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This report is an archived publication and may contain dated technical, contact, and link information
Publication Number: FHWA-HRT-04-150
Date: July 2006

Chapter 10. Alkali-AGgregate Reactions

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The concrete petrographer is often called upon to explain the causes of deterioration of an HCC placement. The determination of the severity and the extent of the distress must include an examination of the placement. The laboratory work of the petrographer includes identification of the cause(s) of distress through an examination of the cracks and crack surfaces, paste and aggregate condition, and identification and study of the nature of the aggregates and any secondary reaction products by performance of various tests.

Concrete is fabricated by placing aggregate consisting of gravel, sand, or rock fragments or other mineral material in a very chemically active environment. The fluid of fresh cement paste is a saturated solution of calcium hydroxide. This solution is very alkaline (a pH of 13.5 is not uncommon and the high pH level can be maintained long after the concrete hardens absent chemical reactions (e.g., pozzolanic reactions) to reduce it). These alkaline solutions are so strong that they will chemically burn skin and etch glass and are much stronger than the solutions to which rock might typically be subjected during the natural weathering cycles. In hardened concrete, these solutions can cause dissolution of particular siliceous minerals or glass in aggregates, or cause chemical and volume changes in particular carbonate rocks. These reactions are collectively called alkali-aggregate reactions, which are subdivided into ASR in the case of the former and alkali-carbonate reactions (ACR) in the latter. Both of these reactions are deleterious when they cause sufficient expansive force within concrete to rupture the concrete despite the restraint of the mass of the placement and the powerful bonding within the cement paste. If the expansive force is so minor that it cannot overcome the restraint imposed by the concrete, then no deterioration occurs (Hilton, 1974; Houston, 1969).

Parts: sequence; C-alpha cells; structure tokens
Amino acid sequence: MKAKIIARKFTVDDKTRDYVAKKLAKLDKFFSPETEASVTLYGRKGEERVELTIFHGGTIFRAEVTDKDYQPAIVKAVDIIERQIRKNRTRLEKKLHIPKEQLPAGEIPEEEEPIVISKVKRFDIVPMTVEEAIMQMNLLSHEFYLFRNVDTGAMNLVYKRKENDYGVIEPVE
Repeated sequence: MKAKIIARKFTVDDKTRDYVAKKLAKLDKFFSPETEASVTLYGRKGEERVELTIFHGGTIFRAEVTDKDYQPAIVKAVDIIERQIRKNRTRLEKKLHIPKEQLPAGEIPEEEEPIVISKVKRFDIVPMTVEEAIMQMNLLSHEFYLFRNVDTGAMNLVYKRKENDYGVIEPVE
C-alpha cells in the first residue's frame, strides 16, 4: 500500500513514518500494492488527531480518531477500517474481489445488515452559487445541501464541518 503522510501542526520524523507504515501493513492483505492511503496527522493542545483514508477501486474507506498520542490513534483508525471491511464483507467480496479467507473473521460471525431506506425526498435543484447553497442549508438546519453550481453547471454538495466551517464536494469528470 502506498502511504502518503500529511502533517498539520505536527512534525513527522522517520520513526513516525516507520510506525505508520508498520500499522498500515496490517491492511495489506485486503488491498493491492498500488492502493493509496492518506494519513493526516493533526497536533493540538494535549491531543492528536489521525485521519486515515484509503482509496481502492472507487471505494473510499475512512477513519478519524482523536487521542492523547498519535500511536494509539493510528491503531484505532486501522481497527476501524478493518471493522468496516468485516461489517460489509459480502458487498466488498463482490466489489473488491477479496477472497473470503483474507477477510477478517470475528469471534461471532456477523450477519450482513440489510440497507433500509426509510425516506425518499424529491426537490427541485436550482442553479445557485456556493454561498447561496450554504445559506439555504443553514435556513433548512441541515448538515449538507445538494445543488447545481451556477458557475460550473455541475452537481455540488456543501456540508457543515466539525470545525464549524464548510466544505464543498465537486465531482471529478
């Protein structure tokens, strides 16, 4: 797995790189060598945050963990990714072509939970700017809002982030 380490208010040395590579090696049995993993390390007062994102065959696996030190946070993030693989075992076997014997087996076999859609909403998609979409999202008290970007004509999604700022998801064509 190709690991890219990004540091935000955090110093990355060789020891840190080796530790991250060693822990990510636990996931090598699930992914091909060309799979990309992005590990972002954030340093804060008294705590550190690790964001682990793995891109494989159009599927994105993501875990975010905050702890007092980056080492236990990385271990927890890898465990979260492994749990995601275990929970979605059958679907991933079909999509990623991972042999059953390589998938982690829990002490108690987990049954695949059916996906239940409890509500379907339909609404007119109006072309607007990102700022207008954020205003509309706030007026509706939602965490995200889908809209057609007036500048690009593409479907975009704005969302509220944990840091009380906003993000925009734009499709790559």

The alkali metals (sodium and potassium) in cement are reported in terms of sodium oxide equivalent (Na2Oeq) calculated as the sum of the sodium oxide (Na2O) mass percentage plus 0.658 of the potassium oxide (K2O) mass percentage. The factor 0.658 accounts for the difference in the atomic mass between Na2O and K2O. Gebhardt (1995), in a survey of North American portland cements, reports alkali contents ranging from 0.11 to 1.2 percent Na2Oeq, with Na2O ranging from 0.03 to 0.47 percent and K2O ranging from 0.07 to 1.20 percent. However, cement is not always the only source of the alkalis involved in the deleterious reactions. Deleterious alkalis may come from groundwater, seawater, deicing chemicals, or other sources (e.g., aggregates).

The identification of AAR as a cause of concrete deterioration requires an integration of field and laboratory evidence (British Cement Association, 1992; Lane, 2001). In the field, a differential volume change between the exterior and interior portions of the concrete mass resulting from AAR is manifested by pattern cracking on the surface, with an overall expansion of the element. Laboratory investigations will focus on determining the cause of the expansion, specifically: Are aggregate particles reacting? If so, which ones and what is the nature of the reaction?


10.2.1 Alkali-Silica Reaction

T.E. Stanton (1940), working in California, first identified reactions between the alkalis in cement and aggregates as a cause of concrete distress. In the early literature, prior to the discovery of ACR, the reaction was simply called the alkali-aggregate reaction (Diamond, 1978). The reactive constituent in the California aggregates studied by Stanton was opal.